Home » What is trading and settlement on stock exchanges?

What is trading and settlement on stock exchanges?

What is trading and settlement on stock exchanges?

Photo courtesy Geralt on Pixabay.

There is a trading and settlement process in the stock markets. Anyone wanting to trade or invest in the markets has to open a Demat account with a broker or a bank. The broker may be a discount broker or a full-service broker. Once the account becomes active a person can buy and sell securities.

You may decide to buy or sell a stock and there are two dates to take note of; one is the transaction date and the other is the settlement date. The transaction date is ‘T’ and the settlement date is represented by T+1. The settlement here happens on the transaction date plus one day; which was till the recent transaction date plus two days. The settlement date is the time period in which the ownership of the stock is transferred.

Security transactions in the past were done manually and the investors would wait for the physical delivery of the share certificates. It was not in the electronic form we see now. The delivery time could vary and the regulators set a time period in which the securities and the cash could be transacted. The settlement of stocks about two decades back was in T+5 days which are 5 days after the transaction day. Now the settlement is in T+1 days.

The process for getting the stock or the money-

Let us suppose you buy a stock with a T+1 settlement on Tuesday and there is no holiday in between, then the settlement date would be on Wednesday. Saturday, Sunday, bank holidays, and exchange holidays are not included in this time frame. In the same way, if you buy a stock on Friday you must pay the broker the same day and the stock will be deposited into your account on Monday. You become a shareholder of the company on record the day the trade is settled.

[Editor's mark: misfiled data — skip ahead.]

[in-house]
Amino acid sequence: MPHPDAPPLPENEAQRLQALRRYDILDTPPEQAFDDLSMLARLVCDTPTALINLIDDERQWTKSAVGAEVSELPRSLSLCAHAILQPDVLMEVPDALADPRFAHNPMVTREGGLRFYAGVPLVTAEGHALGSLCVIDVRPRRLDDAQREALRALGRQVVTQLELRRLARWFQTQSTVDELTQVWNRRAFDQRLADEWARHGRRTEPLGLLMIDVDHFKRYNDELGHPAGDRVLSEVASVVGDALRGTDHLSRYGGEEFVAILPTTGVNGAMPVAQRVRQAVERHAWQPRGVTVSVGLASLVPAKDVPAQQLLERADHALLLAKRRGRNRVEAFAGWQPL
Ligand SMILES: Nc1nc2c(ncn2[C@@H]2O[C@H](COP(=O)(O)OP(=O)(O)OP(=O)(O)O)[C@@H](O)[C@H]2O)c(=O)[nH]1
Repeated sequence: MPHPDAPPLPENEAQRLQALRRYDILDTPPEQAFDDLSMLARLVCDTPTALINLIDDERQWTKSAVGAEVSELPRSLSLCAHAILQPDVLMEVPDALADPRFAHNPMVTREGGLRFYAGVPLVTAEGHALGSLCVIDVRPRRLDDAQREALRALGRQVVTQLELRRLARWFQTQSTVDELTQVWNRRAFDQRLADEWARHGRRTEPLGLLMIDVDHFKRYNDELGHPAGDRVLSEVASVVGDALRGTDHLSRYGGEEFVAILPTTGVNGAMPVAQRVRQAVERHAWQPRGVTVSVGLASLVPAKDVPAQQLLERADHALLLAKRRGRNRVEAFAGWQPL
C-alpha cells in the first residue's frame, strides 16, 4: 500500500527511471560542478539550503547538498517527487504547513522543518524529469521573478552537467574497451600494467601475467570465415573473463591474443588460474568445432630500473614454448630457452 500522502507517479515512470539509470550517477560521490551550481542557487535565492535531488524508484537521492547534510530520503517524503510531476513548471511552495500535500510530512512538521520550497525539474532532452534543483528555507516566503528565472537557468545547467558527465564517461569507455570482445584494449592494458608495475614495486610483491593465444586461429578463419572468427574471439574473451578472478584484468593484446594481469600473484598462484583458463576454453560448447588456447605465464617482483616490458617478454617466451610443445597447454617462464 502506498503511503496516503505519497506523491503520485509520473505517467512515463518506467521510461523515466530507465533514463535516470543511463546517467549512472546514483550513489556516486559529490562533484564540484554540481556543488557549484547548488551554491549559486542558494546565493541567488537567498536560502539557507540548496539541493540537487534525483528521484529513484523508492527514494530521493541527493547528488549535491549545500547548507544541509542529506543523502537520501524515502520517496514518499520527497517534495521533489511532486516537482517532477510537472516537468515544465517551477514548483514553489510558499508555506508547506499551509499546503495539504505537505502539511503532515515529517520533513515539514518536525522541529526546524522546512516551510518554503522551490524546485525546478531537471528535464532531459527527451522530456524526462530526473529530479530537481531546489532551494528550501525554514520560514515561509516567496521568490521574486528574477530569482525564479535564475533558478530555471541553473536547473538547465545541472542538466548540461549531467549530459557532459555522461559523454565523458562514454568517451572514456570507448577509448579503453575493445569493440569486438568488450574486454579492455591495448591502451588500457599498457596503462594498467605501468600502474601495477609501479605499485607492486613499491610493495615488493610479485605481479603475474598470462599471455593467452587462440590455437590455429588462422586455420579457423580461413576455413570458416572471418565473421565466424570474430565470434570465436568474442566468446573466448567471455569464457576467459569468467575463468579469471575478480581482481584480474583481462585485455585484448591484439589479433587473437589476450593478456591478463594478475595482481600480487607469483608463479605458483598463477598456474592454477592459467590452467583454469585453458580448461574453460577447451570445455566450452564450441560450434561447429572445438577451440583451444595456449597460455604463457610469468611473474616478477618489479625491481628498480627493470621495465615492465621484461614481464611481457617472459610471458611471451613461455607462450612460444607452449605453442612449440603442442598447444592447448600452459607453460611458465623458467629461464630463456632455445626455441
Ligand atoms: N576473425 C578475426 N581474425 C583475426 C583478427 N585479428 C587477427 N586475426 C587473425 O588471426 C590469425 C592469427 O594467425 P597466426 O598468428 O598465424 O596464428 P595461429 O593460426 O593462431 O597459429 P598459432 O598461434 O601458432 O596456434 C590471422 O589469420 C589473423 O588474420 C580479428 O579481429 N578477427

Different stocks have different settlement periods. It is good to know the settlement date for investors who are interested to collect dividends from a company because the trade must be settled before the record date for dividends.

So as we have discussed above there are three phases in a secondary market transaction-

1. Trading-

Millions of people trade every day in the stock market and a large number of trades occur simultaneously. There is an electronic order matching system to match the buy and the sell orders for different traders. The costliest buy prices are matched against the cheapest sell prices and whenever the buy price is less than or equal to the selling price a match is done. These depend on the quantities available in the market for the buy and sell orders. This is the ‘T’ day.

2. Clearing-

Once the trade is executed and the orders match the clearing process comes into effect. In this, there is the identification of what security is owned by the buyer and how much money is owed to the seller. The process is carried out by the security houses. This is done on the T+1 working day.

3. Settlement-

The next step is the fulfillment of the financial obligations. Once the buyer receives the stocks and the seller receives the payment the transaction is considered settled. This is the T+1 working day.

There are various participants involved in the whole process the National Securities Clearing Corporation Limited (NSCCL), the custodians, clearing banks, the two depositories- NSDL and CDSL and the professional clearing members.

Leave a Reply

Your email address will not be published. Required fields are marked *